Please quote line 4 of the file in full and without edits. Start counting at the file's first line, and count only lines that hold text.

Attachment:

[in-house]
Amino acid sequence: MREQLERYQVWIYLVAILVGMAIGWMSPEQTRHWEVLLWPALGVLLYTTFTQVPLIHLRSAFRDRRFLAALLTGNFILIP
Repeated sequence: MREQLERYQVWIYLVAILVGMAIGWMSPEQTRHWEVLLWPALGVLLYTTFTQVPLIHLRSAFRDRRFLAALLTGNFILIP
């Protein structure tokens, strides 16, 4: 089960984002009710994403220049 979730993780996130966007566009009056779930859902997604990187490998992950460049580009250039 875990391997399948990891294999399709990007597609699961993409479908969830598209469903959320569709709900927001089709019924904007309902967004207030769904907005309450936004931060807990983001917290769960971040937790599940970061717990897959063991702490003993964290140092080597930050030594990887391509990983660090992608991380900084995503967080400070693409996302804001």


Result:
């Protein structure tokens, strides 16, 4: 089960984002009710994403220049 979730993780996130966007566009009056779930859902997604990187490998992950460049580009250039 875990391997399948990891294999399709990007597609699961993409479908969830598209469903959320569709709900927001089709019924904007309902967004207030769904907005309450936004931060807990983001917290769960971040937790599940970061717990897959063991702490003993964290140092080597930050030594990887391509990983660090992608991380900084995503967080400070693409996302804001």